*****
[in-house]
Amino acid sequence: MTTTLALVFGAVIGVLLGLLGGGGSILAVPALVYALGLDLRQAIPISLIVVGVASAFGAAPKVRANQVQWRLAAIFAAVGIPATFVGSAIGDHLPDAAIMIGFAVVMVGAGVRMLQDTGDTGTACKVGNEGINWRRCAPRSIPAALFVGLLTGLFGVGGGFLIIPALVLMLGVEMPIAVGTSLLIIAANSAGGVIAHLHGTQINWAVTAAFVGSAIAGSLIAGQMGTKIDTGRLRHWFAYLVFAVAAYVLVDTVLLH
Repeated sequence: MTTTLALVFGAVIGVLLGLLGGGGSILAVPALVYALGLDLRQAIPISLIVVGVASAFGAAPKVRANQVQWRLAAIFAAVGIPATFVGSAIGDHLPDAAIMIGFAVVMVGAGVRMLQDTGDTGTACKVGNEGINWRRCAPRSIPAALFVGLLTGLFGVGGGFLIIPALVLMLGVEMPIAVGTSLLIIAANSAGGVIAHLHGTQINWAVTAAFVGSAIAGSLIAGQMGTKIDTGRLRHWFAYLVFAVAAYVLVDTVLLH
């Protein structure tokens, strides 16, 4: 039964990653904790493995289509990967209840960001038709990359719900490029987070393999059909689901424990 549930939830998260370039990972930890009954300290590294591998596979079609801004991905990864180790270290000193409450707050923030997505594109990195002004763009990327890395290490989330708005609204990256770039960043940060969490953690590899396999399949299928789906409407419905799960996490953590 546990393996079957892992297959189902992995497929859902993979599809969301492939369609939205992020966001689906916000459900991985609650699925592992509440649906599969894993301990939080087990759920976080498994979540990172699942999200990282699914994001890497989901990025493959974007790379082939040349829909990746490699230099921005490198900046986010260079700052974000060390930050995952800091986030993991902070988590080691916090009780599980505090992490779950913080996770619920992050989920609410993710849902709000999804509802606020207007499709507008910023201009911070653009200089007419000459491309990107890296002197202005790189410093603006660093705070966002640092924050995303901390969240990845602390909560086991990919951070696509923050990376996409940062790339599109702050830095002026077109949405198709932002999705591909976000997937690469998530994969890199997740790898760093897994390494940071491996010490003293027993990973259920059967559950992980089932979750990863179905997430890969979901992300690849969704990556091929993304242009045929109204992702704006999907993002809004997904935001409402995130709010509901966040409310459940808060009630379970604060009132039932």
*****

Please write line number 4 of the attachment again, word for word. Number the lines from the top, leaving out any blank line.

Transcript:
């Protein structure tokens, strides 16, 4: 039964990653904790493995289509990967209840960001038709990359719900490029987070393999059909689901424990 549930939830998260370039990972930890009954300290590294591998596979079609801004991905990864180790270290000193409450707050923030997505594109990195002004763009990327890395290490989330708005609204990256770039960043940060969490953690590899396999399949299928789906409407419905799960996490953590 546990393996079957892992297959189902992995497929859902993979599809969301492939369609939205992020966001689906916000459900991985609650699925592992509440649906599969894993301990939080087990759920976080498994979540990172699942999200990282699914994001890497989901990025493959974007790379082939040349829909990746490699230099921005490198900046986010260079700052974000060390930050995952800091986030993991902070988590080691916090009780599980505090992490779950913080996770619920992050989920609410993710849902709000999804509802606020207007499709507008910023201009911070653009200089007419000459491309990107890296002197202005790189410093603006660093705070966002640092924050995303901390969240990845602390909560086991990919951070696509923050990376996409940062790339599109702050830095002026077109949405198709932002999705591909976000997937690469998530994969890199997740790898760093897994390494940071491996010490003293027993990973259920059967559950992980089932979750990863179905997430890969979901992300690849969704990556091929993304242009045929109204992702704006999907993002809004997904935001409402995130709010509901966040409310459940808060009630379970604060009132039932």